So it was all the more thought-provoking Wednesday to see the astonishing optics of a church whose front rows contained five living former presidents and their wives — people who, with their political machines, have been perched at the peak of the American political food chain since the Bicentennial. Carter. Clinton. Bush 43. Obama. Trump.

As the service began, and the five men of unimaginable power watched it unfold, there was virtually no drama, nothing unexpected, nothing overly volatile — as least visibly. Just a comfortable, dignified script and some mannered stories of a statesman whose time has now passed.

In America, we tend to hold onto romantic notions about the elders of the generations behind us. Why? Perhaps we think, rightly or wrongly, that they were made of stronger stuff — something more stable, something that made more sense. The American nation, which used to romanticize tomorrows, now spends far more time fetishizing yesterdays.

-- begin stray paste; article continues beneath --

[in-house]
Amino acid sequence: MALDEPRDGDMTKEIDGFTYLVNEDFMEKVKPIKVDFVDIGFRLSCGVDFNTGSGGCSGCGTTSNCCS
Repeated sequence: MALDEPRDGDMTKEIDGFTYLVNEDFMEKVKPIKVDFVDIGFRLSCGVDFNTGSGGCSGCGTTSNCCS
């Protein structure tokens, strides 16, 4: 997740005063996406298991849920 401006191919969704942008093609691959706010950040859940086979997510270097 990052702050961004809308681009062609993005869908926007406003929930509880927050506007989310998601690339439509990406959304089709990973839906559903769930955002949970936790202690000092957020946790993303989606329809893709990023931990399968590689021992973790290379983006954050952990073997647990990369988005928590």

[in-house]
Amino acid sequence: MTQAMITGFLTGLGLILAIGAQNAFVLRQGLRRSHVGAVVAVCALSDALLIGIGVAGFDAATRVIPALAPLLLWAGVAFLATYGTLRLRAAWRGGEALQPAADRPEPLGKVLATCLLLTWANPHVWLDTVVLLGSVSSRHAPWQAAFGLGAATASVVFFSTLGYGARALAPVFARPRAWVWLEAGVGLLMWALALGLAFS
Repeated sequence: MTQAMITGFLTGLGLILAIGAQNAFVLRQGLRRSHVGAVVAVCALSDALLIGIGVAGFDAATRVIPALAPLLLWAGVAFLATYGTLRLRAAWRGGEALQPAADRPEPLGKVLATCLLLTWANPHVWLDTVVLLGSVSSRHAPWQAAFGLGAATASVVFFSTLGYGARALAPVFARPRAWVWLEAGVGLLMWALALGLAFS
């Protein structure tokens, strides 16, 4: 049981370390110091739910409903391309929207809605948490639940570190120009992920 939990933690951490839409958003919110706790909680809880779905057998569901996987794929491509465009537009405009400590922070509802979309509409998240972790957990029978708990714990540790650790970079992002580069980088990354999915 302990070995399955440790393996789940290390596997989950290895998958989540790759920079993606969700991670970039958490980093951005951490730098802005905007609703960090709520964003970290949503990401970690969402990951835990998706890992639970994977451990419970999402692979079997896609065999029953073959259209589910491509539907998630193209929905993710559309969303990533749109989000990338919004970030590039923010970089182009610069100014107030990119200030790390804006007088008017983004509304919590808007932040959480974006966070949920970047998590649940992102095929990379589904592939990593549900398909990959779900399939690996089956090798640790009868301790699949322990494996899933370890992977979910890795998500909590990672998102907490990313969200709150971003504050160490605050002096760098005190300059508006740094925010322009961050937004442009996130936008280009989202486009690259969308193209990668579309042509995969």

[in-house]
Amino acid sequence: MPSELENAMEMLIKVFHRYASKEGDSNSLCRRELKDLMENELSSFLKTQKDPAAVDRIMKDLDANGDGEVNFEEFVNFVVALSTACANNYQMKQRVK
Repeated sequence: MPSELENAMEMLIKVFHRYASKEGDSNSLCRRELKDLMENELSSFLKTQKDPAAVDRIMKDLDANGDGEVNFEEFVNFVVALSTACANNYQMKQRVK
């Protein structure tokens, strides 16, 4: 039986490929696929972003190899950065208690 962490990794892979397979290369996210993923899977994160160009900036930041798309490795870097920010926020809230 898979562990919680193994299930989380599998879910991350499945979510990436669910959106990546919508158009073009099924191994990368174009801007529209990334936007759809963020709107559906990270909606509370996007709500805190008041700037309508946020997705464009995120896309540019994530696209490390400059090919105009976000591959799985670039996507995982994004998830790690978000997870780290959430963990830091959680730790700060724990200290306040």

Is it any wonder, then, that this long goodbye to George Herbert Walker Bush — World War II veteran, distributor of homespun sayings, repository of Greatest Generation honor — might be an emotional American moment bigger than one man’s impressive legacy?

After a generation of complexity and fragmentation and polarization like the country has never seen, might we also be bidding a final farewell to a more comfortable national yesterday as well?


Ted Anthony, director of digital innovation for The Associated Press, writes frequently about American culture. Follow him on Twitter at @anthonyted


Copyright © 2018 Capitol Hill Blue

Copyright © 2018 The Associated Press. All Rights Reserved

A tough 50 years, symbolized by John McCain, Aretha Franklin

Aretha Franklin. (AP Photo/Amy Sancetta, File)

“Hope I die before I get old,” the Who sang at Woodstock as the 1960s hurtled to their end. Indeed, the decade and its echoes made premature legends of so many — Kennedy to King, Hendrix to Joplin to Morrison. They became emblems of an era, and the packaging of their virtues and vices has never really stopped.